Let's Honor Our Pacific Marine Monuments By Building On Their Legacy - Honolulu Civil Beat


About the Author

Alan Friedlander

Alan Friedlander is chief scientist for National Geographic’s Pristine Seas Program and a researcher at the Hawaii Institute of Marine Biology.


January 6 marks the twelfth anniversary of the 2009 establishment of our three Pacific marine national monuments: Rose Atoll, Marianas Trench and Pacific Remote Islands.

As a scientist who has witnessed firsthand the wonders of each of these special ocean places, I am proud and grateful that they form the foundation of our nation’s strong ocean conservation legacy.

Created and expanded by presidents from both sides of the aisle, they are an inspiration to Hawaii and the world.

Now, they have the chance to provide a blueprint of hope for a future healthy ocean.

The past four years have seen many attacks on our oceans by the current administration, including rollbacks of protections for the Northeast Canyons and Seamounts Marine National Monument in the Atlantic, which paved the way for industrial fishing. We have faced the threat of the same happening to our precious and irreplaceable Pacific marine monuments.

As my Hawaii-based scientist colleagues and I stated last summer, stripping these places of their important protections would be a damaging and senseless act.

Grey reef sharks and colorful schools of​ ​​anthias are seen here in the waters of Jarvis Island, part of the Pacific Remote Islands Marine National Monument. Large predators such as these sharks dominate these remote locations, where fishing is forbidden.

Kelvin Gorospe/NOAA

Rose Atoll, the Pacific Remote Islands and the Marianas Trench are among the crown jewels of our nation’s network of marine protected areas. We must build upon their legacy, not tear it down.

These marine monuments protect some of the last wild places in the ocean. Within their boundaries, top predators like tunas and sharks hunt in waters free of industrial fishing, and protected species like sea turtles and whales migrate undisturbed.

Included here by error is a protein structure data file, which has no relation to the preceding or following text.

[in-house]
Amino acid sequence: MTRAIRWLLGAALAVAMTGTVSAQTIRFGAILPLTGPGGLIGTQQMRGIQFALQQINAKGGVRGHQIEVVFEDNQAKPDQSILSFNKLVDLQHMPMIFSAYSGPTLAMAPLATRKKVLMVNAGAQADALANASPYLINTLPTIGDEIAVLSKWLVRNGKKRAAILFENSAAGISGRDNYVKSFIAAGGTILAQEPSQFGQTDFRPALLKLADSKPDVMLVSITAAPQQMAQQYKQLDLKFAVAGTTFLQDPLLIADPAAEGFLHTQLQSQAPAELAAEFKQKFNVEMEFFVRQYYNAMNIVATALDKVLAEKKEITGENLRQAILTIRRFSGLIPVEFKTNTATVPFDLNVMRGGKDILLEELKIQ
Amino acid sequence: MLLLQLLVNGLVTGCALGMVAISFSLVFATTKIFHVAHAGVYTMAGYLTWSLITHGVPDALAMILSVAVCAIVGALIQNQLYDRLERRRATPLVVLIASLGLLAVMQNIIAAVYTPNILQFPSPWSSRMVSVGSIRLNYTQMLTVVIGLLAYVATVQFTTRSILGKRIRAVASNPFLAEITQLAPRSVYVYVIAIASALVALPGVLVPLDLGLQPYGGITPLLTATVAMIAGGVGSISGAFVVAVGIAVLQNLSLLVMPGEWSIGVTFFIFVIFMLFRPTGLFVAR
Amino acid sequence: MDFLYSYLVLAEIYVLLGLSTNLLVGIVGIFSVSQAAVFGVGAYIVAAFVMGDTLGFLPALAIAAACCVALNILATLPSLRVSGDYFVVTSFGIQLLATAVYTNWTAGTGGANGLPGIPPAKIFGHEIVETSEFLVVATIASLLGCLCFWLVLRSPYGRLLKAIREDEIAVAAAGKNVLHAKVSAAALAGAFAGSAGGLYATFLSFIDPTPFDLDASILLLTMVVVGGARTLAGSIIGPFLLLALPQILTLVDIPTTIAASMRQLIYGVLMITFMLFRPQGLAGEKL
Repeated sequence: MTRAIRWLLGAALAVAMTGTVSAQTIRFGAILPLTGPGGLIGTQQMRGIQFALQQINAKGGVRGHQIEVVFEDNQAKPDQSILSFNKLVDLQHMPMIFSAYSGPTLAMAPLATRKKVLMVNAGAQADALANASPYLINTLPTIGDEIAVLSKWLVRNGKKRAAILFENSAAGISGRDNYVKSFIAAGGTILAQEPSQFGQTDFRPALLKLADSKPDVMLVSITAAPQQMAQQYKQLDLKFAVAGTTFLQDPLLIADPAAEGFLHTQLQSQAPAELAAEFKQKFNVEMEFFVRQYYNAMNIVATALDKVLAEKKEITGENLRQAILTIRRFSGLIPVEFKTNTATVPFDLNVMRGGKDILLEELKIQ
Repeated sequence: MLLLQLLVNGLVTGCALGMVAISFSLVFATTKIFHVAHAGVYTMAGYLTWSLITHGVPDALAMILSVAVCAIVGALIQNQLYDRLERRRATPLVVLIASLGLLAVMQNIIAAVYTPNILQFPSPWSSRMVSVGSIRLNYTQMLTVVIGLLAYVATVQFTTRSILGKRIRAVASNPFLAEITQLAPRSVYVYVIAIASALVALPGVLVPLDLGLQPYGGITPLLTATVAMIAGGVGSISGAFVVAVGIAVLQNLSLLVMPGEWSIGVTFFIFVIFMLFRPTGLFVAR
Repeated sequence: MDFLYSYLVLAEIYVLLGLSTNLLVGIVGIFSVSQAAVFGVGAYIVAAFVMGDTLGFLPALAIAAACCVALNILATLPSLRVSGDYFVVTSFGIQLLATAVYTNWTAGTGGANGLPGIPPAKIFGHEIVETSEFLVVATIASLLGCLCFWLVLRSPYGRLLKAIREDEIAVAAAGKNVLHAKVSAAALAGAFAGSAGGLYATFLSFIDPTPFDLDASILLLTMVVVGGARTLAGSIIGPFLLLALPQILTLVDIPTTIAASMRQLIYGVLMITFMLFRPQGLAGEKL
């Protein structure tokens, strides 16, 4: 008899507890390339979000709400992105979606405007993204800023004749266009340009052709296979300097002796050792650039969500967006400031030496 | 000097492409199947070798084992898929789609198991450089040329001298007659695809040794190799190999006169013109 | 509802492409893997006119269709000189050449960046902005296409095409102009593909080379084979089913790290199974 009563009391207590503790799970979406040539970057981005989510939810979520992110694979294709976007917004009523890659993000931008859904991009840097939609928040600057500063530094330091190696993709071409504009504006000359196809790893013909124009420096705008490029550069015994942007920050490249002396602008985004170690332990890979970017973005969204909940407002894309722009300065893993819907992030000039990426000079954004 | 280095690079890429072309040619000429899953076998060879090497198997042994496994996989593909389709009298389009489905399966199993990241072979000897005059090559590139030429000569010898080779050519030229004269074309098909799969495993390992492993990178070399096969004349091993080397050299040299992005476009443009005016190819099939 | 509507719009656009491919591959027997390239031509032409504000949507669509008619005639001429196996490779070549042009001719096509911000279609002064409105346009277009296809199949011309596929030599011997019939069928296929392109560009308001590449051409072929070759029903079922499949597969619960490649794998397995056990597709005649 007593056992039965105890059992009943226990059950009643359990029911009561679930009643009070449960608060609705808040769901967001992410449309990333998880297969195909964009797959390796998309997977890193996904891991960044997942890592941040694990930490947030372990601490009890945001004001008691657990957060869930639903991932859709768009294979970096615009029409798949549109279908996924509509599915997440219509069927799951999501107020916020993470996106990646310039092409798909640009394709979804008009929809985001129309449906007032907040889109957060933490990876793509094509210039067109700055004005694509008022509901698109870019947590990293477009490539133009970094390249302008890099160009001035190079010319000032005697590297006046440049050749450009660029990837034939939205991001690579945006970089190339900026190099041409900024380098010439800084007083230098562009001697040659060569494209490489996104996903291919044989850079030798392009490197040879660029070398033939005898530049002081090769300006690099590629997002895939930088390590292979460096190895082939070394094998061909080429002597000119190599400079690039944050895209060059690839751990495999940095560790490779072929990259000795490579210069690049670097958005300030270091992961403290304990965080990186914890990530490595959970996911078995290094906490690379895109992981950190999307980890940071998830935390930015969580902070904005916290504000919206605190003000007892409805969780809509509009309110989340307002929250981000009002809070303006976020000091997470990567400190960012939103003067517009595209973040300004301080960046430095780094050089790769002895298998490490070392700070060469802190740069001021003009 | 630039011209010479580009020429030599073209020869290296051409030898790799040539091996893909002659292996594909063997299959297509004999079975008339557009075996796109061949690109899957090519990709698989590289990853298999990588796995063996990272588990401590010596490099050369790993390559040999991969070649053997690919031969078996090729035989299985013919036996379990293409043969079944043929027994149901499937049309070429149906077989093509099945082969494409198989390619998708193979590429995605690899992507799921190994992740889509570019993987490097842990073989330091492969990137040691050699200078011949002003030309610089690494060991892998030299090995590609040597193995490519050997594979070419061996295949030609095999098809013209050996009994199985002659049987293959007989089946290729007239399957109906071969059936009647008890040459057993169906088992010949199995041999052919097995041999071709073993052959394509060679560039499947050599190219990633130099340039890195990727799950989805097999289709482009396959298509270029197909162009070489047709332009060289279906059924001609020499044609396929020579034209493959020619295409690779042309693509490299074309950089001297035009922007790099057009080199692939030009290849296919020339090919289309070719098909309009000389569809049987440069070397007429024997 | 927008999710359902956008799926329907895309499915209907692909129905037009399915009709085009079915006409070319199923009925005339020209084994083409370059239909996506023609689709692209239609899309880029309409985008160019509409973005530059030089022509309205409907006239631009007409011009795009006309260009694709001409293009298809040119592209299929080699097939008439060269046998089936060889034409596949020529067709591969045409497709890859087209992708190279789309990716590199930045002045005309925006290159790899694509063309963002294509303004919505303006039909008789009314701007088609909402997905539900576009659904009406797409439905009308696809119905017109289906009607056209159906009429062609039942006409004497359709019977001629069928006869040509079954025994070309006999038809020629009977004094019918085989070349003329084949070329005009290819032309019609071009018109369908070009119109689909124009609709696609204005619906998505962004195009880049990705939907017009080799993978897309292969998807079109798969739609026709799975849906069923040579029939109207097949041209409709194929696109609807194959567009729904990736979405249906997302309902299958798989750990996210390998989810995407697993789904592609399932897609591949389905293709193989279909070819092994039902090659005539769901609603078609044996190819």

Coral-encrusted seamounts teem with life and are safe from the looming threat of deep-sea mining. The islands within these monuments are home to significant bio-cultural resources and history that must be respected and preserved for future generations.

These monuments also serve as living laboratories for scientific exploration and discovery. On a recent National Oceanic and Atmospheric Administration expedition exploring seamounts in the Pacific Remote Islands National Marine Monument, over 80% of the species observed were new to science, demonstrating how much we still have to learn.

Baker Island, another part of the Pacific Remote Islands Marine National Monument, supports a diverse community of marine and terrestrial organisms, including invertebrates like this hermit crab.

Dana Schot/USFWS

And importantly, there is no credible evidence that the Pacific monuments have had a negative economic impact on Hawaii’s fishing fleet. In fact, they are likely source areas that benefit fisheries outside their boundaries.

But our ocean is currently facing unprecedented challenges. It has absorbed over 90% of the heat and nearly a third of the carbon dioxide generated from human-driven greenhouse gas emissions, creating an ocean that is warmer, more acidic and increasingly starved of oxygen.

Nearly every corner of the ocean has been touched by humans. And the ocean’s biodiversity is at risk, with more than one-third of all reef-forming corals and marine mammals currently threatened with extinction.

Luckily, we know marine protected areas like our Pacific marine monuments can help. These important conservation tools protect areas of the ocean from human pressures like industrial fishing, offshore oil and gas exploration, deep-sea mining and energy development, giving these areas a chance to heal.

This “hydromedusa” was documented at a depth of 2,400 feet during midwater transects near the Mariana Trench Marine National Monument. Virtually every time scientists document midwater fauna, they make new discoveries.

NOAA